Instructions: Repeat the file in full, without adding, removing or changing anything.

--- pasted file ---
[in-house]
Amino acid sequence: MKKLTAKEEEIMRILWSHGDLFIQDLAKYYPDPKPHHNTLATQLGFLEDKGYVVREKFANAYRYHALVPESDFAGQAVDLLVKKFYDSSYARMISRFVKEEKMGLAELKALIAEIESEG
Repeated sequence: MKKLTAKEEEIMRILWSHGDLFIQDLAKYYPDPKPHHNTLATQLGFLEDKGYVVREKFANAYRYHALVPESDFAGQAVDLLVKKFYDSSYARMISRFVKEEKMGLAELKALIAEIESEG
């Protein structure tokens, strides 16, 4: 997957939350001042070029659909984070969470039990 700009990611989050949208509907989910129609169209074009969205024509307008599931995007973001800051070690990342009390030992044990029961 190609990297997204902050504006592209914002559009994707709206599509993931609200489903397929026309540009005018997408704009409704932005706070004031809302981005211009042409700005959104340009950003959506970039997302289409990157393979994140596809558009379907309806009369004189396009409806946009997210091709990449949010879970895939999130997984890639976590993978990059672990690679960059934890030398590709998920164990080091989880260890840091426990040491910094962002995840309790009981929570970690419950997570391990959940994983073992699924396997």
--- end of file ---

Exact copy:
[in-house]
Amino acid sequence: MKKLTAKEEEIMRILWSHGDLFIQDLAKYYPDPKPHHNTLATQLGFLEDKGYVVREKFANAYRYHALVPESDFAGQAVDLLVKKFYDSSYARMISRFVKEEKMGLAELKALIAEIESEG
Repeated sequence: MKKLTAKEEEIMRILWSHGDLFIQDLAKYYPDPKPHHNTLATQLGFLEDKGYVVREKFANAYRYHALVPESDFAGQAVDLLVKKFYDSSYARMISRFVKEEKMGLAELKALIAEIESEG
């Protein structure tokens, strides 16, 4: 997957939350001042070029659909984070969470039990 700009990611989050949208509907989910129609169209074009969205024509307008599931995007973001800051070690990342009390030992044990029961 190609990297997204902050504006592209914002559009994707709206599509993931609200489903397929026309540009005018997408704009409704932005706070004031809302981005211009042409700005959104340009950003959506970039997302289409990157393979994140596809558009379907309806009369004189396009409806946009997210091709990449949010879970895939999130997984890639976590993978990059672990690679960059934890030398590709998920164990080091989880260890840091426990040491910094962002995840309790009981929570970690419950997570391990959940994983073992699924396997």